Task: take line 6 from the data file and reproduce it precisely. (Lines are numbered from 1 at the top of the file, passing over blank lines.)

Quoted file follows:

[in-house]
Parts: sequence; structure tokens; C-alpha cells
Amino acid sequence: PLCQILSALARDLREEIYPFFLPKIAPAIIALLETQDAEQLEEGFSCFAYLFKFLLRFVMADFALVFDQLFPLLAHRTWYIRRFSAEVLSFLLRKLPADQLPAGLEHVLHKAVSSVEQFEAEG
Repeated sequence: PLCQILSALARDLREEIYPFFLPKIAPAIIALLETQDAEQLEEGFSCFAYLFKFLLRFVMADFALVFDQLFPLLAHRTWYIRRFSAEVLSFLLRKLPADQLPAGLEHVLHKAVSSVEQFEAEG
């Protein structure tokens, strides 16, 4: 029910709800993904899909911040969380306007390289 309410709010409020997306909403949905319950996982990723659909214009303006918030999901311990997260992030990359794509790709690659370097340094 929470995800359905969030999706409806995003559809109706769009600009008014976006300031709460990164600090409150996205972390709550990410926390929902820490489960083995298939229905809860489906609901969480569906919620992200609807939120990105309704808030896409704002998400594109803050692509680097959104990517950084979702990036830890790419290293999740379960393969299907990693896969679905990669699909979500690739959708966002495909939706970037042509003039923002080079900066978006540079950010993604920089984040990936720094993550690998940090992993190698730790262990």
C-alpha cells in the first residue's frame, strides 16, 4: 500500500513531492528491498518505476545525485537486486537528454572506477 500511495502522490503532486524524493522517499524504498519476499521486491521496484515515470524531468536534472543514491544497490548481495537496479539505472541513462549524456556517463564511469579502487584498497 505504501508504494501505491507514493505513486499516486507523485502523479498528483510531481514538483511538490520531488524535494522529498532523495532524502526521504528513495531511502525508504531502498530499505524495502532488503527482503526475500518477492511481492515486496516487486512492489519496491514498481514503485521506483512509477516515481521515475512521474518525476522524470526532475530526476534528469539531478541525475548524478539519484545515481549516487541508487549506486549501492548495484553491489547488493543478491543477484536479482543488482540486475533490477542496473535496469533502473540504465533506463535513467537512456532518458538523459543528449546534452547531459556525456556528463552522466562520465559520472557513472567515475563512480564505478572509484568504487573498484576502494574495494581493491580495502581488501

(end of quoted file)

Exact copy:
C-alpha cells in the first residue's frame, strides 16, 4: 500500500513531492528491498518505476545525485537486486537528454572506477 500511495502522490503532486524524493522517499524504498519476499521486491521496484515515470524531468536534472543514491544497490548481495537496479539505472541513462549524456556517463564511469579502487584498497 505504501508504494501505491507514493505513486499516486507523485502523479498528483510531481514538483511538490520531488524535494522529498532523495532524502526521504528513495531511502525508504531502498530499505524495502532488503527482503526475500518477492511481492515486496516487486512492489519496491514498481514503485521506483512509477516515481521515475512521474518525476522524470526532475530526476534528469539531478541525475548524478539519484545515481549516487541508487549506486549501492548495484553491489547488493543478491543477484536479482543488482540486475533490477542496473535496469533502473540504465533506463535513467537512456532518458538523459543528449546534452547531459556525456556528463552522466562520465559520472557513472567515475563512480564505478572509484568504487573498484576502494574495494581493491580495502581488501